This song was their first top 20 single (and the album it came from reached no 2 in the UK). This Is How It Feels and Saturn 5 remain two of their most well-known and appreciated songs. Why is that?
Maybe we identify with the simple chorus: this is how it feels to be lonely, to be small. The final line is often misheard as “This is how it feels when your work means nothing at all” and can be internalised and appropriated as a truth by all alienated McJob workers.
The video showed the band on desolate moors, windswept, grey, cold, wet. It’s grim up north, eh? Despite the psychedelic bit in the middle (this was the 90s) the video is reminiscent of search parties. It ends with night, torches going out, people swallowed by darkness. Not your usual upbeat pop song. It’s interesting that there are two versions of this song. The original version has a line that implies a suicide caused by depression; for the radio version this was changed to something more ambiguous, about a note left for a local girl. Knowing the lyrics of both versions aids in interpreting the song. A song entrenched in memory, with a chorus that speaks to us all.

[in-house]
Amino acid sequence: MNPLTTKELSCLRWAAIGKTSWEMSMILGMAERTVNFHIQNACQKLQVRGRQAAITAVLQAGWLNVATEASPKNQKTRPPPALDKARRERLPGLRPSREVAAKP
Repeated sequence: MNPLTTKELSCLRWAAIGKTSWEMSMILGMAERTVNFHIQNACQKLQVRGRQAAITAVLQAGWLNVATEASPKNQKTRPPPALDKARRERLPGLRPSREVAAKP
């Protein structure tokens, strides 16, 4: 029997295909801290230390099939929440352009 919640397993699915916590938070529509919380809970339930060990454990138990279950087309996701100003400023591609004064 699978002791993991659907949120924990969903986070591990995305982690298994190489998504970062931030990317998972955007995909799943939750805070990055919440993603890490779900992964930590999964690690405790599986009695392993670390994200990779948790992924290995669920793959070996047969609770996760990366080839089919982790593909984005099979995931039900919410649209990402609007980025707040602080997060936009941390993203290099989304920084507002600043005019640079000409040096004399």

Extract from page 211 of 2000 Tunes: A History of Manchester Music by M. H. Rees; used with permission. Read the whole series (25 extracts) here; or my summary post. Readers might be interested in my forthcoming novel about a man obsessed with Manchester music - confusingly, it is also called 2000 Tunes!